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Thursday, February 05, 2009
I sometimes have a hard time saying "no." Example: despite the fact that I am the worst fantasy baseball player in creation, I have somehow found myself with teams in three leagues. I'm starting my second season in a Diamondmind league that Dayn Perry put together, my first season in a Scoresheet league populated by guys who do nothing but think about baseball all day such as Neyer, King Kaufman, and Will Leitch, and now I've joined a straightforward Yahoo! rotisserie league put together by MLB Trade Rumors' Tim Dierkes, and populated by nothing but baseball bloggers.
Over my head factor: High
Time to devote to these leagues: Approaching zero and surpassing it once I'm actually, you know, working again.
Likelihood that, of all the things that could suffer as a result of these commitments, I will choose to neglect the important ones: Off the charts.
I realize that there is nothing more boring than hearing about someone else's fantasy teams, but there is nothing more interesting than hearing about someone's personal life imploding. Between now and October I fully expect my career, marriage, and relationship with my children to be on life support, and I'll be sure to let you know when major developments along those lines occur.
In yesterday's People in my Neighborhood post I mentioned Jorge Says No!'s piece about the early signers getting better deals this offseason. Sam Miller at the OC Register's Angels Blog takes issue:
Josh at the excellent Jorge Says No has begun running down winners and losers among off-season free agents, and spots a trend that others are picking up on: The free agents who signed early got the best deals . . . Problem is, that’s not really true.
After some fancy-schmancy number crunching, Miller concludes:
Once our impressions get set on something, those impressions tend to persist. The impression of 2008-09 is that it is a terrible market for free agents, and it’s getting worse as the season approaches. It’s true, it is a terrible off-season for free agents — something that the very first signing of the winter already pointed to. The only evidence it’s getting worse is in the leaked rumors about the crazy-low figures some players might have to settle for. But those contracts aren’t signed yet, and those rumors could be complete fiction. Shoot, Oliver Perez just got a pretty sweet deal for a mediocre pitcher who hasn’t been worth $10 million since 2004. As far as the players who have actually signed, the downward spiral has yet to kick in.
As Rob likes to say, I link, you decide.
Because I planned on, you know, having a regular job and everything by now, I hadn't pitched anyone on the idea of sending me out to California in March to cover the Barry Bonds trial. Now that I still have free time, however, it seems like a splendid idea. Because more people read these posts than any emails I send out, I'll just make the proposal public:
Who: a lawyer/baseball expert who knows his way around the steroid debate and can write a little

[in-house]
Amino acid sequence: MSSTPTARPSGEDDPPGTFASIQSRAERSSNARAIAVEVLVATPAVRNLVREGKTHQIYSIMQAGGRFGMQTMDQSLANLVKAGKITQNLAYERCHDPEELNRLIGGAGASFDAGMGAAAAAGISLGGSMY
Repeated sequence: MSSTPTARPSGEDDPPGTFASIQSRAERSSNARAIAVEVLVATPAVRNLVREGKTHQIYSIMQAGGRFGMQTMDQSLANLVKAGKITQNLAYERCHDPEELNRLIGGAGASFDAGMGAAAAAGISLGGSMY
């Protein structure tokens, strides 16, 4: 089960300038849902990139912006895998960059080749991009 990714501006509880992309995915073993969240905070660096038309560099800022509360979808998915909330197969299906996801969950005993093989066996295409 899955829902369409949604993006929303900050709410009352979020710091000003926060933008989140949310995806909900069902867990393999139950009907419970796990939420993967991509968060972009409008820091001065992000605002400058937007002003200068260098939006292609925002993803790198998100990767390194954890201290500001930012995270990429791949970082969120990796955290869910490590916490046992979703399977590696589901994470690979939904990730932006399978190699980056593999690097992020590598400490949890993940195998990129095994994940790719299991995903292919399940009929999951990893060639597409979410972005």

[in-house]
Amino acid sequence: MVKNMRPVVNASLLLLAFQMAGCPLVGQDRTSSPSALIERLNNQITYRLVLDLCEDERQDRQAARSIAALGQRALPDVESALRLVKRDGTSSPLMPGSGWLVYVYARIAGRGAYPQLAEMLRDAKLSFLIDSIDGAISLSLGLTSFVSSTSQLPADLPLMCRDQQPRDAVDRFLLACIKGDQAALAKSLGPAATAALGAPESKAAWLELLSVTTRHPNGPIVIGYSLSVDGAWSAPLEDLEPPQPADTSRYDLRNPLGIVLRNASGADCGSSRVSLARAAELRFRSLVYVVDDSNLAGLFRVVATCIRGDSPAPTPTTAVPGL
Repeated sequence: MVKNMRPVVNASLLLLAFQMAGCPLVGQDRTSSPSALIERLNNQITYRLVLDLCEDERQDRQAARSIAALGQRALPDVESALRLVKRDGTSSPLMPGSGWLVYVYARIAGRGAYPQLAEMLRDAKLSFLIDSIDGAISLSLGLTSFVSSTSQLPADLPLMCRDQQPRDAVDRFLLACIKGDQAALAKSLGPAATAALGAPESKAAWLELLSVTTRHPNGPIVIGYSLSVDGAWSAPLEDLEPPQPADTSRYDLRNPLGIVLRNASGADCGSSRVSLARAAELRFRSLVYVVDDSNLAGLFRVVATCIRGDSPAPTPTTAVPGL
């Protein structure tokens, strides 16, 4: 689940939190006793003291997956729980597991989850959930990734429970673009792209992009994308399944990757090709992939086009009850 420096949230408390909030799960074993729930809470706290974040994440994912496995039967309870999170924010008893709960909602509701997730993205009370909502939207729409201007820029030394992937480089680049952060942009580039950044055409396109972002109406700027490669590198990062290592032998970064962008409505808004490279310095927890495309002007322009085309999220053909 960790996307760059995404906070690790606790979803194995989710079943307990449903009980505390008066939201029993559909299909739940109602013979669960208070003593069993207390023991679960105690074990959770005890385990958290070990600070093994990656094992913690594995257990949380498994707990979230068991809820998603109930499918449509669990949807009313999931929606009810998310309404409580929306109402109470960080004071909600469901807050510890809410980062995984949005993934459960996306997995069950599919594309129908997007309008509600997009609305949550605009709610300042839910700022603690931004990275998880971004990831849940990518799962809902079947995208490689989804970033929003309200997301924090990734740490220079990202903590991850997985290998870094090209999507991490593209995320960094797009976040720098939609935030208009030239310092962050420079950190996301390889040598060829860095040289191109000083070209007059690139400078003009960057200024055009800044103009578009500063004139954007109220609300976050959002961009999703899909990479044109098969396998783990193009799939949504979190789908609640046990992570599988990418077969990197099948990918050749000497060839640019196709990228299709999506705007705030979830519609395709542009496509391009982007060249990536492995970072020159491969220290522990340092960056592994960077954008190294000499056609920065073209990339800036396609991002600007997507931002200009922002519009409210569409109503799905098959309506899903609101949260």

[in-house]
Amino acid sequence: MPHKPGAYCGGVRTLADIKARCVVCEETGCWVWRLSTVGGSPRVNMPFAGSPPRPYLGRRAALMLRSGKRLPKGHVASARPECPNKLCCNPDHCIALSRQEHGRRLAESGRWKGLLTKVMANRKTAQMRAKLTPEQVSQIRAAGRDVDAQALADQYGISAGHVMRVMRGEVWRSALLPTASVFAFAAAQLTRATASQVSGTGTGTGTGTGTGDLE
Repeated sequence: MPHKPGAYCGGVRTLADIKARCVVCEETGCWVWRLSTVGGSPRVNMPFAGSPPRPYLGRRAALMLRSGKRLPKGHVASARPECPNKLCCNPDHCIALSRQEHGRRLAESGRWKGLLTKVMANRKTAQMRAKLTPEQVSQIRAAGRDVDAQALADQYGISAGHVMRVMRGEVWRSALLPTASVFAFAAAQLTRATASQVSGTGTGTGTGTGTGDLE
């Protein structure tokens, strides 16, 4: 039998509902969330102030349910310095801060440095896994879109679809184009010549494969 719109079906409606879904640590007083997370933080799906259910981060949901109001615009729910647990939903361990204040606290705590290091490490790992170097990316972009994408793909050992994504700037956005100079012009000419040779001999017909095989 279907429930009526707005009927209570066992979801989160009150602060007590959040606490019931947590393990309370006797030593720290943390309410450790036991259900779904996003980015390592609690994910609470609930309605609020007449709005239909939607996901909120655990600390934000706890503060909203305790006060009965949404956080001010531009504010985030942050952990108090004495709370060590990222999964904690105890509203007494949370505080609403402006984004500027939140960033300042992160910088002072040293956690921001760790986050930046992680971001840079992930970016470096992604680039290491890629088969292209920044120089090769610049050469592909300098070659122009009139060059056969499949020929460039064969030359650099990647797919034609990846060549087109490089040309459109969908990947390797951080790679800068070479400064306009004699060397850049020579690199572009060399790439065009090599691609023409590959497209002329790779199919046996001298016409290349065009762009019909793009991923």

What: to cover the Barry Bonds perjury trial with irreverent yet informed verbiage
Where: for your major media outlet and/or website
Compensation: plane ticket, lodging, sandwich money, and whatever else you think is fair
Why: Because I'm really, really bored, really, really tired of winter, and would like to get out to California for a while. Also, as I mentioned, I can write a little.
I suppose that's a bit obvious and desperate, but at least it's honest. Please direct all inquiries to the secretary I imagine having from time to time.
Allen Barra -- with the help of J.C. Bradbury, David Ezra, and even Bob Costas -- explains why, whatever we may think of Roger Clemens, there is no denying that he was a Hall of Famer before his alleged PED use:
The numbers support both Ezra and Bradbury. McNamee claims that Clemens' use of HGH began in 1998, a season in which he won the American League Cy Young award with a 20-6 record, a 2.65 ERA, and led the league with 271 strikeouts. The problem is that Clemens was even better the year before, when McNamee doesn't claim to have supplied him with HGH. In 1997, Clemens was 21-7 with a 2.05 ERA; he actually had more strikeouts, 292 to 271, and pitched 30 more innings, 264 to 234.7, in 1997 than in 1998.
I can't argue with any of that. I do, however, take slight issue with the headline/framing of the piece as one distinguishing Clemens' career pattern from that of Barry Bonds. True, Bonds' PED spike was far more dramatic than that of Clemens (or anyone else for that matter). But is there any denying that Bonds was a Hall of Famer even before his PED use is alleged to have begun in 1999? By the close of 1998 he had already won three MVP awards, had hit over 400 home runs, had stolen 445 bases, had won eight gold gloves, and was being credited with saving baseball in San Francisco. And he was still only in his mid-30s! Maybe that doesn't put him in Ruth-Williams territory, but even a Dale Murphyesque decline beginning in 1999 wouldn't have kept him out of Cooperstown.
Not that I think the Hall of Fame voters will give him credit for it when he comes eligible.